In aerotow training, the student and an instructor are towed aloft by an ultralight airplane, in what is known as a tandem flight. At a predetermined altitude, the pilot releases the tow line, and the gliding portion of the flight begins. In early flights, the instructor does most of the flying, gradually handing off tasks to the student as the student demonstrates proficiency. An average student can expect to take 12 to 20 flights before his first solo, and to spend between $1350 and $2000 US dollars.
Advantages: Learning by aerotow is the least physically demanding of the three methods. Also, aerotow students get the most amount of air time before their first solo.
Disadvantages: Because it isn't practical to foot land a tandem glider, aerotow students do not learn to foot land as part of their training. It is usually the most expensive learning method. Also, students do not get to fly solo until the end of their training.
Best for: Students who have physical limitations. Time constrained students. Students who live in flat areas.
In scooter towing, a modified motor scooter is used as a winch to pull the glider aloft. Unlike aerotow, scooter tow students fly solo from the first day, at an altitude of five to eight feet. The instructor carefully monitors the student's flight, and should anything begin to go wrong, can end the flight by closing the scooter's throttle, which causes the student to glide to a landing. As the student gains proficiency, a more powerful scooter is used to tow the glider to a higher altitude. Training to the H2 level will typically cost between $900 and $1500 US dollars
Scooter towing requires a flat open field rather than a hill.
Advantages: Less physically demanding than hill training. Teaches winch towing skills. Student will get many launches and landings, and can learn to foot land.
Disadvantages: Student will not learn to foot launch.
Best for: Students who will be winch or platform towing. Students who will be aerotowing and want to learn to foot land.
Pilot proficiency, Certification and Rating System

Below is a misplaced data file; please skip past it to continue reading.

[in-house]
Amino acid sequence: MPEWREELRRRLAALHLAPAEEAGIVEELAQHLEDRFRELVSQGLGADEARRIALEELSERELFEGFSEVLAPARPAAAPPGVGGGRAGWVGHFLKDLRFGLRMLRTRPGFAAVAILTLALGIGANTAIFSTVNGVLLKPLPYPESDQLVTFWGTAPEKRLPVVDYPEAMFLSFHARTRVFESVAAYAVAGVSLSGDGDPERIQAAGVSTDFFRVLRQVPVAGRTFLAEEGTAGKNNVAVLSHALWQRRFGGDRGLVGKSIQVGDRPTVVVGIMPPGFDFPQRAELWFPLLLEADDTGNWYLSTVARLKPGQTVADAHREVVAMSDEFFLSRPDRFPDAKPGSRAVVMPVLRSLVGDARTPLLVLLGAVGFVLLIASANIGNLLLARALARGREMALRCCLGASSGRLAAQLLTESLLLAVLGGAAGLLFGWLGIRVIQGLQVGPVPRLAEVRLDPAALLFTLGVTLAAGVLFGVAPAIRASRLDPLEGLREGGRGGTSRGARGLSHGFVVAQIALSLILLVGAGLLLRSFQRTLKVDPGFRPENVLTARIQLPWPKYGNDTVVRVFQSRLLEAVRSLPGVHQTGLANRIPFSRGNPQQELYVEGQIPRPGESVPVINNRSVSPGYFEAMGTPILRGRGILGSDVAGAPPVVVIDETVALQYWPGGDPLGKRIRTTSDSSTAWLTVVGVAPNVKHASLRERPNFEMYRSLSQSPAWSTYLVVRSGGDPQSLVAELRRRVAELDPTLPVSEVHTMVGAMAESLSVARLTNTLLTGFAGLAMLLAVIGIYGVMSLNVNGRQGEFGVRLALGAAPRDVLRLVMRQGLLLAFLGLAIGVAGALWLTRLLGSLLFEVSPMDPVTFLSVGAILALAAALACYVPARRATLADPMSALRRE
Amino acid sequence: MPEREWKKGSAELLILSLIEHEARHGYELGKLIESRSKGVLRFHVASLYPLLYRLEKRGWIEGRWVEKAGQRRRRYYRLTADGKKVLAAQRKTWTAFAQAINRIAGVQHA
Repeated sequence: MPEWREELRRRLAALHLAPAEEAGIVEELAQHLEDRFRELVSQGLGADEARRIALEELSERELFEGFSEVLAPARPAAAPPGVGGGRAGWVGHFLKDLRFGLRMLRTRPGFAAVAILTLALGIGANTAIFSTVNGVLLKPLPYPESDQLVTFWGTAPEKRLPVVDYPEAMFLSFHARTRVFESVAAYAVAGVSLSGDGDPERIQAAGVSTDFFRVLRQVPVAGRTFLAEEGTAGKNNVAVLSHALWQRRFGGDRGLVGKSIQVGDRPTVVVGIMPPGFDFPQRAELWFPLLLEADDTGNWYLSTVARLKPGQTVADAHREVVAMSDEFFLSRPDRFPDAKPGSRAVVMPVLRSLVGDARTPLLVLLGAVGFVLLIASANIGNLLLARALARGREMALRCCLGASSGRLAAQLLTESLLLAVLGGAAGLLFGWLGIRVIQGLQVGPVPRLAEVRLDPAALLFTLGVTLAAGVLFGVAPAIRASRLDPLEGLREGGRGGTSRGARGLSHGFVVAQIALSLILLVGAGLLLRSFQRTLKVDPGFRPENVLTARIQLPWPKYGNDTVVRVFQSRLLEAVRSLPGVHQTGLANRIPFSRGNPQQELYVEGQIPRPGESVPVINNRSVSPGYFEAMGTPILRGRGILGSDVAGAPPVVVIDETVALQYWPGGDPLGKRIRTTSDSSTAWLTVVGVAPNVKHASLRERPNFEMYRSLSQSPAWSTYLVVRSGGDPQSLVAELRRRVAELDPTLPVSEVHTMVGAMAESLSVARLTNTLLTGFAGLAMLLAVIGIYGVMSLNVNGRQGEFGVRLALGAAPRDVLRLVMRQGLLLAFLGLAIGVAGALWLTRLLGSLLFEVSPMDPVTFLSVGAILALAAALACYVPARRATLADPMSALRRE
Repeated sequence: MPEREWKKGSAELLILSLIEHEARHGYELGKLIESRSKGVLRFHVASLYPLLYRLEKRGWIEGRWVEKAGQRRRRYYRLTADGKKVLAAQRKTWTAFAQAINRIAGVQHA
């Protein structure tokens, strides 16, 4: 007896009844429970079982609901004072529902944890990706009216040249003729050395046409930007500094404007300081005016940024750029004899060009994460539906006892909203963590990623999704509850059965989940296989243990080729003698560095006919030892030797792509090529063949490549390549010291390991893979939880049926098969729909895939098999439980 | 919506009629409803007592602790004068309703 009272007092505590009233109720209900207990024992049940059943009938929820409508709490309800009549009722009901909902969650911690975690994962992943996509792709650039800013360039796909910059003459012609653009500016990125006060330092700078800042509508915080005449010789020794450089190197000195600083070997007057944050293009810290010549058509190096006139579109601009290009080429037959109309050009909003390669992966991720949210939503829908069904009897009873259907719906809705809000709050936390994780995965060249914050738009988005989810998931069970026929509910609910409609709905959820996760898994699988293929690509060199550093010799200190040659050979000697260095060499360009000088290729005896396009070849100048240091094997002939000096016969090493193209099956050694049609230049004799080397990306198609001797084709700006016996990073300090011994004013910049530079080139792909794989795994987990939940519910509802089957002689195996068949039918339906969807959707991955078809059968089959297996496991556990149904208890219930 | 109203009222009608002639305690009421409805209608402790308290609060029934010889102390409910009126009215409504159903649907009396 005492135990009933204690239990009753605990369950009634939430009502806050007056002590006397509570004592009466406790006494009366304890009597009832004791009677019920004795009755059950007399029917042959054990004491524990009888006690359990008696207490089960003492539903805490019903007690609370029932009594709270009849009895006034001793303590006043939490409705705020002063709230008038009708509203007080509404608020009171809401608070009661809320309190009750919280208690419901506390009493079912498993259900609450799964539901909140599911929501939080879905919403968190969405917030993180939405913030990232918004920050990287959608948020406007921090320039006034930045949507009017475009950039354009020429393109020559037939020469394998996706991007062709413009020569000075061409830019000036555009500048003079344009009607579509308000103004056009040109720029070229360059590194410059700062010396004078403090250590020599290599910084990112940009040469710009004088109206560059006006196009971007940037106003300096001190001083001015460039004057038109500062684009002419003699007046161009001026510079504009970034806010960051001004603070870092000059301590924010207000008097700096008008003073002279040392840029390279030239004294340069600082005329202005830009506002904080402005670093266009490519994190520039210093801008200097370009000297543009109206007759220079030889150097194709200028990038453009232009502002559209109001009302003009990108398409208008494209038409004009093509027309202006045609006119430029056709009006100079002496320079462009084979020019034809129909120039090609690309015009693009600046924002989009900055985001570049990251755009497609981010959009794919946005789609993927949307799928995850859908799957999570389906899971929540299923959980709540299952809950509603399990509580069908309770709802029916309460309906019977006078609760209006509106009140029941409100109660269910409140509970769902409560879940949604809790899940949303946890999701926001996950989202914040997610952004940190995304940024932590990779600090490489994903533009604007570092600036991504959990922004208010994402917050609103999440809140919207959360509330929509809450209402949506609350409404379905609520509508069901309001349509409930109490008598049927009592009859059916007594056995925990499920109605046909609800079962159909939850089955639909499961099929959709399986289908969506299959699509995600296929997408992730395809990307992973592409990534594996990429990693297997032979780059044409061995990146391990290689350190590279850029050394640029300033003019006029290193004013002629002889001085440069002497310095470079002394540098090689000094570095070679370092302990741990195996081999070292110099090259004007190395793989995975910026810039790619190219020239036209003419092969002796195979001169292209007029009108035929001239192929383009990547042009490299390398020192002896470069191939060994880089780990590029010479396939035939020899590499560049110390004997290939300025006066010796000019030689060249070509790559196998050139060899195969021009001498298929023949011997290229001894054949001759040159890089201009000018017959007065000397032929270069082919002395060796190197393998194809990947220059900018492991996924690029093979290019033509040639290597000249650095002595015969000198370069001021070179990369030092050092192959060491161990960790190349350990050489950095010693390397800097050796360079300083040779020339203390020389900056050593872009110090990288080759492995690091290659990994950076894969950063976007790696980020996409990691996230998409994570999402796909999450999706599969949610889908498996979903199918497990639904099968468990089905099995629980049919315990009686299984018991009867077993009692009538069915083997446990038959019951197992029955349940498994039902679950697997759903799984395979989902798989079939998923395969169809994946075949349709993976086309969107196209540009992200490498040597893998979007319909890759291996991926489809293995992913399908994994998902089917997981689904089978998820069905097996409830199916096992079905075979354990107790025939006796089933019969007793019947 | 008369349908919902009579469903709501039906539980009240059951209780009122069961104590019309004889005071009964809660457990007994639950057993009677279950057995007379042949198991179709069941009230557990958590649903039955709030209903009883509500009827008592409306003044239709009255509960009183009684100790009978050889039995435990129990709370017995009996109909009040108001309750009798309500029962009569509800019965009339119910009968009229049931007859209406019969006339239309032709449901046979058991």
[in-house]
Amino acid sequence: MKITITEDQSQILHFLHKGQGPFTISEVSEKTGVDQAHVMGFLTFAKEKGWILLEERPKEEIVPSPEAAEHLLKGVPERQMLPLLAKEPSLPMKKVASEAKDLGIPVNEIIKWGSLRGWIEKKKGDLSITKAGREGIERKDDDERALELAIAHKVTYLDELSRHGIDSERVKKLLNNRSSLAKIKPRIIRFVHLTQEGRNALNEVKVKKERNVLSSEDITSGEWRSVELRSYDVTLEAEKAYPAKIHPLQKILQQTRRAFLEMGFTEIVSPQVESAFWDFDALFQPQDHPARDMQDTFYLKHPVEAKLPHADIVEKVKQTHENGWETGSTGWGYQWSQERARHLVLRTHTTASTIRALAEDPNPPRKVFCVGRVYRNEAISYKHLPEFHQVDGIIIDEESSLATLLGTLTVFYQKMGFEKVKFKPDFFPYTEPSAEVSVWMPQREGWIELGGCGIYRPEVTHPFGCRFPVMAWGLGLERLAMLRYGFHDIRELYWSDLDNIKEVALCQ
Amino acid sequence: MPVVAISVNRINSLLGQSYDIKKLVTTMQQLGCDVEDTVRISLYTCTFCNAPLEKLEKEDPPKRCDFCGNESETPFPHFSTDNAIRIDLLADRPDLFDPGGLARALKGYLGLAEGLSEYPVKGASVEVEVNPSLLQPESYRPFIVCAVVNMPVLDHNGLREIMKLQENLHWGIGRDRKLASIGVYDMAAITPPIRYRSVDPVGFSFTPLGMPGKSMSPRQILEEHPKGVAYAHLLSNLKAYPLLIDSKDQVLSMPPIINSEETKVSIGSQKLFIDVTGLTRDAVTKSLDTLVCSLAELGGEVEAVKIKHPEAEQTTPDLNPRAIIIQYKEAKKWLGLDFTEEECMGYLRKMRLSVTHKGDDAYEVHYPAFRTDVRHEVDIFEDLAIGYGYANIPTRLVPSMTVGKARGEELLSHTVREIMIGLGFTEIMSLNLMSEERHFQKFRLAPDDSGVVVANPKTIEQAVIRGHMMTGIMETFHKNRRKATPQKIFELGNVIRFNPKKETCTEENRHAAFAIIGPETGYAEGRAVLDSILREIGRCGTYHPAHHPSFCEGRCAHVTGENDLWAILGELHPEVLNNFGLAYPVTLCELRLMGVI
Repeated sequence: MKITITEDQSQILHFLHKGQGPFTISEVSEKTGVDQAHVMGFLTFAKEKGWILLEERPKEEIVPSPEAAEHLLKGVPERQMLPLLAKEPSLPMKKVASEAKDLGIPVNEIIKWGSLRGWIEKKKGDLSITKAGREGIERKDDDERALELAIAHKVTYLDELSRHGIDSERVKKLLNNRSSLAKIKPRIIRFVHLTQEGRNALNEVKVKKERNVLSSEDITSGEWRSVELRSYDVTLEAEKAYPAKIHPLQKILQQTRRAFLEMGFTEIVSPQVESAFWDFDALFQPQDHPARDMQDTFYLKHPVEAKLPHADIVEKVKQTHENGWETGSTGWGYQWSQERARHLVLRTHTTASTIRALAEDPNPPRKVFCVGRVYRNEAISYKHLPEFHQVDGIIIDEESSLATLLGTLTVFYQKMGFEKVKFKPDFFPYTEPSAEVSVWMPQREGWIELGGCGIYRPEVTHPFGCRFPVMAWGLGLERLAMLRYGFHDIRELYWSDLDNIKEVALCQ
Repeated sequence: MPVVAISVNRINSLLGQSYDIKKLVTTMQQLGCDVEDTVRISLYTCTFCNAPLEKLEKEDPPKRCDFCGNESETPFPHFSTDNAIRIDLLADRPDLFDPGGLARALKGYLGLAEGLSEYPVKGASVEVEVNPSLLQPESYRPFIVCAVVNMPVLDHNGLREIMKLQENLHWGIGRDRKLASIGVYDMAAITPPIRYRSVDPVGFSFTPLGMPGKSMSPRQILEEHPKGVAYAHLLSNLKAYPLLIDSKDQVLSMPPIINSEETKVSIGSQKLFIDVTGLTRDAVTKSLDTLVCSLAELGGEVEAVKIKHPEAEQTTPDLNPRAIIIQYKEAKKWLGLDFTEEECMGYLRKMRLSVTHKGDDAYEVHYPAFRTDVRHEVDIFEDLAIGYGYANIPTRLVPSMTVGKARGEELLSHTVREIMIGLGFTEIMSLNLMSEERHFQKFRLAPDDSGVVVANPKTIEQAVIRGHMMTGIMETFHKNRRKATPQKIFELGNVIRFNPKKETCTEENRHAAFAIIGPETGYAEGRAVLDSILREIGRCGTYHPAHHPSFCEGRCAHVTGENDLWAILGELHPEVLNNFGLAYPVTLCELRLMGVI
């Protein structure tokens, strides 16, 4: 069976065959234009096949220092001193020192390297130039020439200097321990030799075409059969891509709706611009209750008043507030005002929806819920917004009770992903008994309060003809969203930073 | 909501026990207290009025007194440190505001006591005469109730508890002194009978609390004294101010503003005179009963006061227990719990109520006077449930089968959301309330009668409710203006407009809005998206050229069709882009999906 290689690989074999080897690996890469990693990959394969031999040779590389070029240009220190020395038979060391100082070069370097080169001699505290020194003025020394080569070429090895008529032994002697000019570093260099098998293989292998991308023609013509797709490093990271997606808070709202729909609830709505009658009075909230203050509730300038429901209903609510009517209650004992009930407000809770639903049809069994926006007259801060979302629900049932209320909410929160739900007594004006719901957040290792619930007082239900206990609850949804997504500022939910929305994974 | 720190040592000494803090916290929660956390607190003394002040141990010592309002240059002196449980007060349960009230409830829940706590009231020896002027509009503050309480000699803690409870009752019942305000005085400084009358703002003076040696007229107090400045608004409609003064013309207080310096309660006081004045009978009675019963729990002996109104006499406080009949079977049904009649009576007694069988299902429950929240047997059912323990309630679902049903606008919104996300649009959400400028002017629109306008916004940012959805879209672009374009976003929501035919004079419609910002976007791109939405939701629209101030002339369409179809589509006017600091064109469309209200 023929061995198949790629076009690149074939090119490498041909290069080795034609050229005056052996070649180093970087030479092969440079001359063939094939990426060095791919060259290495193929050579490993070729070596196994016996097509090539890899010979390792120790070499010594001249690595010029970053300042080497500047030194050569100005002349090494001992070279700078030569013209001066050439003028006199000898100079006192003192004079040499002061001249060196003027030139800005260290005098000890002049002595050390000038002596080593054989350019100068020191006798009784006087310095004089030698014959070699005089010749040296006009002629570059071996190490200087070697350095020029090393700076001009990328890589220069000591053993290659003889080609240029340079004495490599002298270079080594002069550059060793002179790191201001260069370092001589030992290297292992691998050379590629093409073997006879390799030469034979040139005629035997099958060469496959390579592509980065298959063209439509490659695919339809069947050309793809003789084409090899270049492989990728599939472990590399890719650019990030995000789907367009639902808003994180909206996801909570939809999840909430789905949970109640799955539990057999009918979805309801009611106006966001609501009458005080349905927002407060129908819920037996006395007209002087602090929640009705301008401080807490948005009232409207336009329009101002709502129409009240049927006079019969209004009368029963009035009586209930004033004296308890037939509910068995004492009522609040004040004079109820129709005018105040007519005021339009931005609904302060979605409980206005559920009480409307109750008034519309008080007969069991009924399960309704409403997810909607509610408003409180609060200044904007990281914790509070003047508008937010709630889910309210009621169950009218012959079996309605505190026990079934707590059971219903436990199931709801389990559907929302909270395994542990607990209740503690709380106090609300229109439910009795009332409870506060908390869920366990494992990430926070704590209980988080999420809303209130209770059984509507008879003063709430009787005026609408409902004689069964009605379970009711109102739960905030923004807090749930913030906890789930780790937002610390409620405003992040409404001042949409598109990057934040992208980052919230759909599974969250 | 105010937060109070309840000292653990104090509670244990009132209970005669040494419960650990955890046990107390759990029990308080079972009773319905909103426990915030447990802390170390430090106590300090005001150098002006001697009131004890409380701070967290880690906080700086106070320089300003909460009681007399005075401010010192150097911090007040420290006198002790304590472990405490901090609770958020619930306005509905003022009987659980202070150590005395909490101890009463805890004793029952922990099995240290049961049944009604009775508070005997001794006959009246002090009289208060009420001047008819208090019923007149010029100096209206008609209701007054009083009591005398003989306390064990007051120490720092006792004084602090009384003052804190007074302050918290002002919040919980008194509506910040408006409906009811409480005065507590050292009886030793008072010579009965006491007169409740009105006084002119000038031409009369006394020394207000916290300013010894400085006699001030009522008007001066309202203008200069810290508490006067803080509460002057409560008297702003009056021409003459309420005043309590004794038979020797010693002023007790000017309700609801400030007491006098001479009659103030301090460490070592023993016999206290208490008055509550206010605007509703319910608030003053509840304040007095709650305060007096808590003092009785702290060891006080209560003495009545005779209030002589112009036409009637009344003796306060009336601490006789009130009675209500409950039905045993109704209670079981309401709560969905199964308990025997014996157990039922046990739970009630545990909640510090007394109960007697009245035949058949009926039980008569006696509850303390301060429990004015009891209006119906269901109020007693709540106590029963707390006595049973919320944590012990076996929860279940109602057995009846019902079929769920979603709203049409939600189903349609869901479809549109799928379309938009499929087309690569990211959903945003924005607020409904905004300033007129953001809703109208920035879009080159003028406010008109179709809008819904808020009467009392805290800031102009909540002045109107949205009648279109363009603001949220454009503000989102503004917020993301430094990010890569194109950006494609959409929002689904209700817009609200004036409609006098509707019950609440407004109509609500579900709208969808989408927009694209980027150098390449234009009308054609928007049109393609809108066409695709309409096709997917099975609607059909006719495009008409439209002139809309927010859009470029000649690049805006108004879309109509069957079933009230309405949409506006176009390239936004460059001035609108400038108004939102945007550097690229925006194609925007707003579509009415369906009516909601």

In USA and Canada hang gliding is considered a self regulating sport and does not require any official license as far as the government and law is concerned. Technically that means that nothing is stopping you from taking a hang glider and jumping off a cliff. Practically speaking however almost all flying sites require a pilot to be a member and his skills certified by a national organization in that country. In USA this organization is USHPA and in Canada it's HPAC. These organizations will issue ratings to pilots based on pre-established criteria which takes into account both pilot's experience and skills.
Ratings are issued sequentially:
- H1 - Beginner
- H2 - Novice
- H3 - Intermediate
- H4 - Advanced
- H5 - Master
Flying sites will usually post pilot rating requirements that pilots must have in order to be able to fly there. Practically speaking you gain access fly unsupervised at most sites at Intermediate rating (H3). H5 is mostly a gimmick as no site requires an H5 to fly there.
The requirements for gaining different ratings in the two countries is different, with Canada requiring more then double the experience necessary to achieve certain ratings vs. USA. For list of requirements see the following:
Sooner or later, a hang glider pilot becomes a hang glider owner. Most schools provide equipment up until you receive your Novice (Hang 2) rating, some do not. While there are a few places that feature rental equipment at reasonable rates, they are the exception rather than the rule. Once you have your Novice rating, you will want your own equipment. This will include:
- Glider (Also see Choosing your first wing
- Wheels for the glider
- Harness, which attaches you to the glider
- Instrument panel, which pilots call a vario
And some accessories:
Additionally, you'll need a way of transporting your glider, and some place to store it.